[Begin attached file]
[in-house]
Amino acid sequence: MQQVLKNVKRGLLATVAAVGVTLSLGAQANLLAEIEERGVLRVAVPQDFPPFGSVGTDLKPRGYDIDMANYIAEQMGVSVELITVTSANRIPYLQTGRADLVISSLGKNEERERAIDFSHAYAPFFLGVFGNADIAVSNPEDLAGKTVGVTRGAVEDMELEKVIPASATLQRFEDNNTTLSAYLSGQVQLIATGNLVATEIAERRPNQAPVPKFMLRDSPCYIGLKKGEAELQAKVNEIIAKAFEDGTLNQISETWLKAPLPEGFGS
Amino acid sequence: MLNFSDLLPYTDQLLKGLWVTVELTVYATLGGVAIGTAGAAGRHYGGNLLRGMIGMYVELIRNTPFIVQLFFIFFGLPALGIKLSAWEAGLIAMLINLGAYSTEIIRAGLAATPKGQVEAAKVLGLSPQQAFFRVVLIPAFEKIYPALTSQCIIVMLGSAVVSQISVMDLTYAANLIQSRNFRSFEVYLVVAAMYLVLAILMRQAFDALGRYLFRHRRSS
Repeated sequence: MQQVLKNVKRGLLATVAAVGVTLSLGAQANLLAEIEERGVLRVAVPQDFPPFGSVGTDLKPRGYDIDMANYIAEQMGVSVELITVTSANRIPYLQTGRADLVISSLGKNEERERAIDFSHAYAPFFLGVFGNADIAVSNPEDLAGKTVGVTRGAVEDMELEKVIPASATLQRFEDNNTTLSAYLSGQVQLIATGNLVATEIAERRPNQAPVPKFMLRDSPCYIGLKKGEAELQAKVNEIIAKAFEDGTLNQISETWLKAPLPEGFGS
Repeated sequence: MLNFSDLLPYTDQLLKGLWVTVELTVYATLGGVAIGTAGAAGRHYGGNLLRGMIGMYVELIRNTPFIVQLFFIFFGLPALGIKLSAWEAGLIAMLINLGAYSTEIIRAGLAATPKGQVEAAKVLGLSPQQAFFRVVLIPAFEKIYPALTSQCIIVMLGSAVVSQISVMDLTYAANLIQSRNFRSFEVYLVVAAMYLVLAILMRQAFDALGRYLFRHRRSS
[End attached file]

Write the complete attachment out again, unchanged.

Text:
[in-house]
Amino acid sequence: MQQVLKNVKRGLLATVAAVGVTLSLGAQANLLAEIEERGVLRVAVPQDFPPFGSVGTDLKPRGYDIDMANYIAEQMGVSVELITVTSANRIPYLQTGRADLVISSLGKNEERERAIDFSHAYAPFFLGVFGNADIAVSNPEDLAGKTVGVTRGAVEDMELEKVIPASATLQRFEDNNTTLSAYLSGQVQLIATGNLVATEIAERRPNQAPVPKFMLRDSPCYIGLKKGEAELQAKVNEIIAKAFEDGTLNQISETWLKAPLPEGFGS
Amino acid sequence: MLNFSDLLPYTDQLLKGLWVTVELTVYATLGGVAIGTAGAAGRHYGGNLLRGMIGMYVELIRNTPFIVQLFFIFFGLPALGIKLSAWEAGLIAMLINLGAYSTEIIRAGLAATPKGQVEAAKVLGLSPQQAFFRVVLIPAFEKIYPALTSQCIIVMLGSAVVSQISVMDLTYAANLIQSRNFRSFEVYLVVAAMYLVLAILMRQAFDALGRYLFRHRRSS
Repeated sequence: MQQVLKNVKRGLLATVAAVGVTLSLGAQANLLAEIEERGVLRVAVPQDFPPFGSVGTDLKPRGYDIDMANYIAEQMGVSVELITVTSANRIPYLQTGRADLVISSLGKNEERERAIDFSHAYAPFFLGVFGNADIAVSNPEDLAGKTVGVTRGAVEDMELEKVIPASATLQRFEDNNTTLSAYLSGQVQLIATGNLVATEIAERRPNQAPVPKFMLRDSPCYIGLKKGEAELQAKVNEIIAKAFEDGTLNQISETWLKAPLPEGFGS
Repeated sequence: MLNFSDLLPYTDQLLKGLWVTVELTVYATLGGVAIGTAGAAGRHYGGNLLRGMIGMYVELIRNTPFIVQLFFIFFGLPALGIKLSAWEAGLIAMLINLGAYSTEIIRAGLAATPKGQVEAAKVLGLSPQQAFFRVVLIPAFEKIYPALTSQCIIVMLGSAVVSQISVMDLTYAANLIQSRNFRSFEVYLVVAAMYLVLAILMRQAFDALGRYLFRHRRSS